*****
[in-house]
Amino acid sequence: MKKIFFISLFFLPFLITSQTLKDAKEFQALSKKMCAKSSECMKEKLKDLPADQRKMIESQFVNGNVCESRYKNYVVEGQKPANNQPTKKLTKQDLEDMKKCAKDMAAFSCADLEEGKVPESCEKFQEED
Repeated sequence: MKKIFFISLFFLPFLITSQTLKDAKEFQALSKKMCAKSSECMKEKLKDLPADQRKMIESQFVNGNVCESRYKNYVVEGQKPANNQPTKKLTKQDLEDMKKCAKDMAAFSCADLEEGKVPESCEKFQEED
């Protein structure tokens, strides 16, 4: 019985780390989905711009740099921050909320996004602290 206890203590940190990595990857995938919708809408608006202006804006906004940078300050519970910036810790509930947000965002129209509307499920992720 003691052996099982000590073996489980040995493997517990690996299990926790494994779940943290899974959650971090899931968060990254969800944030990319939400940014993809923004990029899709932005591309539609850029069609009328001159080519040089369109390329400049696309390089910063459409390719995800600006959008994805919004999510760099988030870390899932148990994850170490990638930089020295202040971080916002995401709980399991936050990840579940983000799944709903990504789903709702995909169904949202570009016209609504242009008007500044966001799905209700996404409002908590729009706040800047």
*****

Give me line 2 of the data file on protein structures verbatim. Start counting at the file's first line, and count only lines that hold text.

Amino acid sequence: MKKIFFISLFFLPFLITSQTLKDAKEFQALSKKMCAKSSECMKEKLKDLPADQRKMIESQFVNGNVCESRYKNYVVEGQKPANNQPTKKLTKQDLEDMKKCAKDMAAFSCADLEEGKVPESCEKFQEED